Alaeddin Camii, Konya

Given that Konya was the longest-lasting capital of the Selçuk Sultanate of Rum it won’t come as much of a surprise to learn that this was where many of the sultans were buried - you'll find their graves in the easily missable courtyard behind the Alaeddin Cami on Alaeddin Tepesi, the hill at the western end of Mevlana Caddesi. Built during the reign of Sultan Alaeddin Keykubad I (r.1219-37), this mosque is a long, low shed of a building full of columns but with an exterior that is more decorative than is usual in Selçuk buildings, no doubt because the architect was from distant Damascus.

While in Konya you can visit many other Selçuk buildings, most obviously the glorious shrine of Mevlana that dates back to 1274 but also the İnce Minare Medrese (1264), the Büyük Karatay Medrese (1251-52), the Sırçalı Medrese (1242) and the Sahib-i Atiye Medrese (1258), all of them now housing museums. The site of the palace of the sultans in front of the Alaeddin Cami was under excavation in 2012.

Döner Kümbet, Kayseri

If their caravanserais are some of the largest reminders of the Selçuks, their conical türbes (tombs), called kümbets, are the smallest. Shaped like tents in stone although possibly mimicking the design of Georgian and Armenian churches, kümbets crop up wherever the Selcüks made their home. There are a particularly large number in Kayseri, which was almost as important a city as Konya, and the so-called Döner (Revolving) Kümbet (1275), built for a princess, has become a symbol of the city. Particularly beautiful kümbets can also be seen in Niğde, AkşehirAhlat and Gevaş.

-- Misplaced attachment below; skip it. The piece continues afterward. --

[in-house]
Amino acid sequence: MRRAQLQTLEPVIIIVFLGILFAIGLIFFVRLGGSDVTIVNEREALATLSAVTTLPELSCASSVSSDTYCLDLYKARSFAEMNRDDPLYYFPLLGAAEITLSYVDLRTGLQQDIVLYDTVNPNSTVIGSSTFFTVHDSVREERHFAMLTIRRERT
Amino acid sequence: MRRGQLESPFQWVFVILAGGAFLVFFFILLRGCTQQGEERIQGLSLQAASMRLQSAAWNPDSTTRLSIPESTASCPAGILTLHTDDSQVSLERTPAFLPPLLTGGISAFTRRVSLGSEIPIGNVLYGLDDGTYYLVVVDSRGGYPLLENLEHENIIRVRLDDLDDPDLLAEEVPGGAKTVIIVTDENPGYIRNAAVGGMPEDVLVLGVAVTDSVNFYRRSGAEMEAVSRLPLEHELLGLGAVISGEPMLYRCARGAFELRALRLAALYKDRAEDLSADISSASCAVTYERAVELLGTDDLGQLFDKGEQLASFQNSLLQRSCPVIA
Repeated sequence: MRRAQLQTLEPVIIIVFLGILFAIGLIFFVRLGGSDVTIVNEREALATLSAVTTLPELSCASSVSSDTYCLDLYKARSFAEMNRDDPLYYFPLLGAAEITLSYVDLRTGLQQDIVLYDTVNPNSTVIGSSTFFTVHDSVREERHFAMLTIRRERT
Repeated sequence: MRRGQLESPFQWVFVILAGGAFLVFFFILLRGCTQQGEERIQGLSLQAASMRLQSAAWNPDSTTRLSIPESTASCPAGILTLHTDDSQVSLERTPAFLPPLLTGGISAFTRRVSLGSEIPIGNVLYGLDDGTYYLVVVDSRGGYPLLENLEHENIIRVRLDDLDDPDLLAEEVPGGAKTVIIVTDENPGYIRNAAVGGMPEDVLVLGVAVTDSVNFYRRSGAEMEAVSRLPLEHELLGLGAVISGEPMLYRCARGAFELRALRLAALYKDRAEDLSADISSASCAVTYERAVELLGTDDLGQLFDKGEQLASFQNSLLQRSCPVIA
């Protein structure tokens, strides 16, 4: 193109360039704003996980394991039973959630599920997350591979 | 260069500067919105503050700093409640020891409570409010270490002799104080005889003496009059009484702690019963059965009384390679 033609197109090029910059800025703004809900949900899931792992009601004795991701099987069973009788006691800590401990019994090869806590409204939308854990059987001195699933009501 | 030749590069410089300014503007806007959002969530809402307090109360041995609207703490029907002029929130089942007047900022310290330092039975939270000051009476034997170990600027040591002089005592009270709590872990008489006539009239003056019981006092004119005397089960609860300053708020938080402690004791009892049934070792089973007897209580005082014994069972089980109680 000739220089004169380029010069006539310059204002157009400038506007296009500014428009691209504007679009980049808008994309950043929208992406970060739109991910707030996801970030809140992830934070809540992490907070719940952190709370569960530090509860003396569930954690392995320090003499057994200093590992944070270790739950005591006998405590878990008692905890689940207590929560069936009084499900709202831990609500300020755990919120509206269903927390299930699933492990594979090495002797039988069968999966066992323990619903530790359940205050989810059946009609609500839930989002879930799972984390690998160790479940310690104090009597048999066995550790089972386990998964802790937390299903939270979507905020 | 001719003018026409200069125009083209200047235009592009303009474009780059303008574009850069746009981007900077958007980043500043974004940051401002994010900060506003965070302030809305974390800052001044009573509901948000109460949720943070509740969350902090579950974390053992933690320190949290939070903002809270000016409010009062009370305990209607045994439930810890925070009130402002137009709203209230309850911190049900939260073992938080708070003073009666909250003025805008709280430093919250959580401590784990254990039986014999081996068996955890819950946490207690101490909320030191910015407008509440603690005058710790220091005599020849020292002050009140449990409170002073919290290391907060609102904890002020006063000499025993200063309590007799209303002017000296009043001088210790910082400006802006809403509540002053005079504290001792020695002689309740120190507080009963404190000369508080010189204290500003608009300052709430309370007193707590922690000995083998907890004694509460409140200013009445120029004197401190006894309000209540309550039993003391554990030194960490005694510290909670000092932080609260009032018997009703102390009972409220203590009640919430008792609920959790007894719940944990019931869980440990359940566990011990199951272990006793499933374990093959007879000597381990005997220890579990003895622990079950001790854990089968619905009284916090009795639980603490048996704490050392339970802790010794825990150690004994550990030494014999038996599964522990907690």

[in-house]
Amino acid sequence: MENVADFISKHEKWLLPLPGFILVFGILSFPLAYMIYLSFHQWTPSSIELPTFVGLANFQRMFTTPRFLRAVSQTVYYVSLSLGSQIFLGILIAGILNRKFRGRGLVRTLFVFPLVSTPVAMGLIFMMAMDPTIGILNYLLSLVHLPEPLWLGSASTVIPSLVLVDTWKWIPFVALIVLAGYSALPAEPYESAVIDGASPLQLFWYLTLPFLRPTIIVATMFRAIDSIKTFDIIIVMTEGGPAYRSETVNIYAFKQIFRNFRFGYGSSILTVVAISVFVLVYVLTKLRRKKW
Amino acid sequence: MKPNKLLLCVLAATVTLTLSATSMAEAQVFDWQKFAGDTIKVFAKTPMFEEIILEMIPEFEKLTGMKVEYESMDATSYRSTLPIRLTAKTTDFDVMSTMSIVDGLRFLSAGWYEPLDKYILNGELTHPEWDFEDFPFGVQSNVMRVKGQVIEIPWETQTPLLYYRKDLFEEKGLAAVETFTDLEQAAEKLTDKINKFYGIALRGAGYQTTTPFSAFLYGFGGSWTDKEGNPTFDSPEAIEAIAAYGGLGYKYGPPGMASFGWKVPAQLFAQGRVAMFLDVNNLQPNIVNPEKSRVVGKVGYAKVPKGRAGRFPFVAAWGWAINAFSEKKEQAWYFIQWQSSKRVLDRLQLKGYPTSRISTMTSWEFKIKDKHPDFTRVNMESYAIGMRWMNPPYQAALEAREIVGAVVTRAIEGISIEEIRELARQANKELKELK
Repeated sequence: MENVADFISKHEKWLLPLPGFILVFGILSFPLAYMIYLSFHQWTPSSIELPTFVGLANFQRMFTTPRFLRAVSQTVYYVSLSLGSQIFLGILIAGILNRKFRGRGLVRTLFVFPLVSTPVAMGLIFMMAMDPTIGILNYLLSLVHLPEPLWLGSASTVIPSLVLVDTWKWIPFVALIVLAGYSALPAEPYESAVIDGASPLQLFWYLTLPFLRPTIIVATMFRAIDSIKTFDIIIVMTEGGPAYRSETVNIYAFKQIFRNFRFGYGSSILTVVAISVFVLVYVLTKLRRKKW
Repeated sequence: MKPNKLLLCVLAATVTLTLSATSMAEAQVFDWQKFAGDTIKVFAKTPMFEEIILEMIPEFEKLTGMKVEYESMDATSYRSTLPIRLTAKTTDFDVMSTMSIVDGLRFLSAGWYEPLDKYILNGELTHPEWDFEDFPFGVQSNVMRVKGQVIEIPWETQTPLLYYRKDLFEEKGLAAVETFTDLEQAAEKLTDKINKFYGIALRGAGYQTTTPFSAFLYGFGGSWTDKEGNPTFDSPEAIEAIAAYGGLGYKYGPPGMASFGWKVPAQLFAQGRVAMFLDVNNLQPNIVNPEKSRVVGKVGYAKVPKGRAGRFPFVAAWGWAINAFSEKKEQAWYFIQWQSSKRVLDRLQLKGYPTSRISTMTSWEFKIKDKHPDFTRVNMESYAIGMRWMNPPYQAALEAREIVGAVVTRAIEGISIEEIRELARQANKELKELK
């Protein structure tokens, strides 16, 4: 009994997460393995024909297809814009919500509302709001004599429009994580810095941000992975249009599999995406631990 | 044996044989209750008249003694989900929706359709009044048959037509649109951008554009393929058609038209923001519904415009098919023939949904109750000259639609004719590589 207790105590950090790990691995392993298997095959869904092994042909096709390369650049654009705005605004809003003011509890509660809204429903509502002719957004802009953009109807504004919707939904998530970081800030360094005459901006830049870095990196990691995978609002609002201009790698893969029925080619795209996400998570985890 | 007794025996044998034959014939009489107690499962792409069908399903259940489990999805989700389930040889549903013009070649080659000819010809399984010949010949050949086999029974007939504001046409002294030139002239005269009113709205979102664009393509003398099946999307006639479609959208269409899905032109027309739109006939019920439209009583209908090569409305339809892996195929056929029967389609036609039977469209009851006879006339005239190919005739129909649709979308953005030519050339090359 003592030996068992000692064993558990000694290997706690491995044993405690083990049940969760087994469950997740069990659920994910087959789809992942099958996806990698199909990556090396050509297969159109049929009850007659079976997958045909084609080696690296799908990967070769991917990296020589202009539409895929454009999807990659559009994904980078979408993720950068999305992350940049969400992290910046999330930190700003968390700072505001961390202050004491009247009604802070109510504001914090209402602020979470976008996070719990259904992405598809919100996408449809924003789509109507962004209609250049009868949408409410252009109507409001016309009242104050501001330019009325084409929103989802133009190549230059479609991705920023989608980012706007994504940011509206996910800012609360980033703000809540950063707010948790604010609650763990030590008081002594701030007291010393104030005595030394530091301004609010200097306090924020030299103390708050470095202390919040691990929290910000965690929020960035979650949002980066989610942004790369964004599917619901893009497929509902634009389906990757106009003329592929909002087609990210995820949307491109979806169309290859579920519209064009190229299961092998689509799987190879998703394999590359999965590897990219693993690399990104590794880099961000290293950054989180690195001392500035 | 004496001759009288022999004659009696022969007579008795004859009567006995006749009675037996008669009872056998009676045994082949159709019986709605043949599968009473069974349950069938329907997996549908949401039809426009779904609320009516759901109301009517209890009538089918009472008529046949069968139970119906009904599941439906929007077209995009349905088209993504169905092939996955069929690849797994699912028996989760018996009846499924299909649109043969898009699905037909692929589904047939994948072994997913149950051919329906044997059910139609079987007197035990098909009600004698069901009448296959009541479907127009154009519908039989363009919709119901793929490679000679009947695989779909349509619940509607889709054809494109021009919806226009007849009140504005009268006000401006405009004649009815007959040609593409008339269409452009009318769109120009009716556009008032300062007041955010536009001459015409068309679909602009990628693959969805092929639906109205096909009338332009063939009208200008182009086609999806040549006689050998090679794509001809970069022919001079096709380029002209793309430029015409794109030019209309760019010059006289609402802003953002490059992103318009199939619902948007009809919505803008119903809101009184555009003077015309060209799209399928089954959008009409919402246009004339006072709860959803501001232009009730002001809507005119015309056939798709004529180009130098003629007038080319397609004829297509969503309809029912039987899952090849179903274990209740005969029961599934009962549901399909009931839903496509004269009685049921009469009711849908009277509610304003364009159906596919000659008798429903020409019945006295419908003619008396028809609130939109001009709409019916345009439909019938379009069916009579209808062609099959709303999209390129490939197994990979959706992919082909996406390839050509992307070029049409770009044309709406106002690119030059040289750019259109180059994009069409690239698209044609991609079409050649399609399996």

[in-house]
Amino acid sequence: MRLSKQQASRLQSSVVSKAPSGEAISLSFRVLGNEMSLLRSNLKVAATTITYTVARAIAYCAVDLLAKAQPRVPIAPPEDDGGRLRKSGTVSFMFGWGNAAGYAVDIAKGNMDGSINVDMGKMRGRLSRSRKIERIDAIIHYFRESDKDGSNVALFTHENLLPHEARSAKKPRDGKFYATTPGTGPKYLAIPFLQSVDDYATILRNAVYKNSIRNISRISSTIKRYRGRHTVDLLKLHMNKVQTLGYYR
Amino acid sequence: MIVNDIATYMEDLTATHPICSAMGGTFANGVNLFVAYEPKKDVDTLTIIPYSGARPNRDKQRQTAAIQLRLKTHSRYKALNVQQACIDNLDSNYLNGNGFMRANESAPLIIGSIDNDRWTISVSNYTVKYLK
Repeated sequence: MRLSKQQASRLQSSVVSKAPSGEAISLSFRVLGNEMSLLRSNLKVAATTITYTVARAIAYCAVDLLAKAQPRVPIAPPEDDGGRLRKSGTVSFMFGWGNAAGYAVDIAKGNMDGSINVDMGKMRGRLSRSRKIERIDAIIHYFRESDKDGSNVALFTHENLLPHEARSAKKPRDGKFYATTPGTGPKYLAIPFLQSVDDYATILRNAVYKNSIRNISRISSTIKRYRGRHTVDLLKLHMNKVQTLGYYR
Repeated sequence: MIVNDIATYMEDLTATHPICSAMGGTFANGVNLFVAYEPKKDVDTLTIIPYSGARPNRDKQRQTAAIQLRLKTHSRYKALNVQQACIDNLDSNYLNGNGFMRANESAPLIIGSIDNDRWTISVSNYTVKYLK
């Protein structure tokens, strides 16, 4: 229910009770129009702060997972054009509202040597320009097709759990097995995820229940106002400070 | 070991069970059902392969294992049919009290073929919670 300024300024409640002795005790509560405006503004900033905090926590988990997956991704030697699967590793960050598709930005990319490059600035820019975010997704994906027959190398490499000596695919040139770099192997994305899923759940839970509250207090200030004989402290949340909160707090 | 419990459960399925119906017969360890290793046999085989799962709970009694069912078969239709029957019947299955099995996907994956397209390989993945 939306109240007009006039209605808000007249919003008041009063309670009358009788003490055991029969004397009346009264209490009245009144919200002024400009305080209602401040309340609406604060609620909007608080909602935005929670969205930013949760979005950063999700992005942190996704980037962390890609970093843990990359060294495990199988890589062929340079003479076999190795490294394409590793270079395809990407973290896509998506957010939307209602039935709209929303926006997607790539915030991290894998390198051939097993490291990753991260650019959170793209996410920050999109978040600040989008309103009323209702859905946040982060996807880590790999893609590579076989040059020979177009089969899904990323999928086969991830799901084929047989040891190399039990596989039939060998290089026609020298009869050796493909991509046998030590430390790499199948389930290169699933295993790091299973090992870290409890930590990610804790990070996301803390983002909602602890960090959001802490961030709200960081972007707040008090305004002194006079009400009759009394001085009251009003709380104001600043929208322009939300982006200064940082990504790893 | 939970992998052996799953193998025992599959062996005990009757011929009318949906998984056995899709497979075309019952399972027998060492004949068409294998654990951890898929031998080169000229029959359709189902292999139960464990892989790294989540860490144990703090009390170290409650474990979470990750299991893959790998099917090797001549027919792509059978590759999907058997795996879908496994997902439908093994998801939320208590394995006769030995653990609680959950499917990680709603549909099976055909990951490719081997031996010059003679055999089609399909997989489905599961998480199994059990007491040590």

While in Kayseri you might also want to inspect the beautiful Çifte (1206), Avgunlu (1193) and Sahabiye (1267) medreses and the Mahperi Hunat Hatun Cami (1238) whose hamam is still in business after almost 800 years. Also stunning is the Hacıkılıç Cami (1249).

Kızıl Kule, Alanya

Alanya is such an overblown seaside resort that it’s sometimes easy to forget that it’s also home to two striking Selçuk monuments: the castle (1226 onwards) that bestrides the headland and the contemporary Kızıl Kule (Red Tower) down by the waterside, which serves as a somewhat half-hearted museum. Follow the road round from the tower and you’ll find the scant remains of the last Selçuk shipyard (tersane) dating back to 1228.

Şifaiye Medresesi, Sivas

The Danişmend stronghold of Sivas is home to a cluster of wonderful medreses with imposing portals that typify Selçuk architecture. The Şifaiye Medrese (1217) is not only beautiful in its own right but faces the Çifte Minare Medrese, built in a similar style in 1271 even though by then Sivas had fallen to the Mongols, thus illustrating how the “Selçuk” style clung on even after the Selçuks themselves had been written out of the story.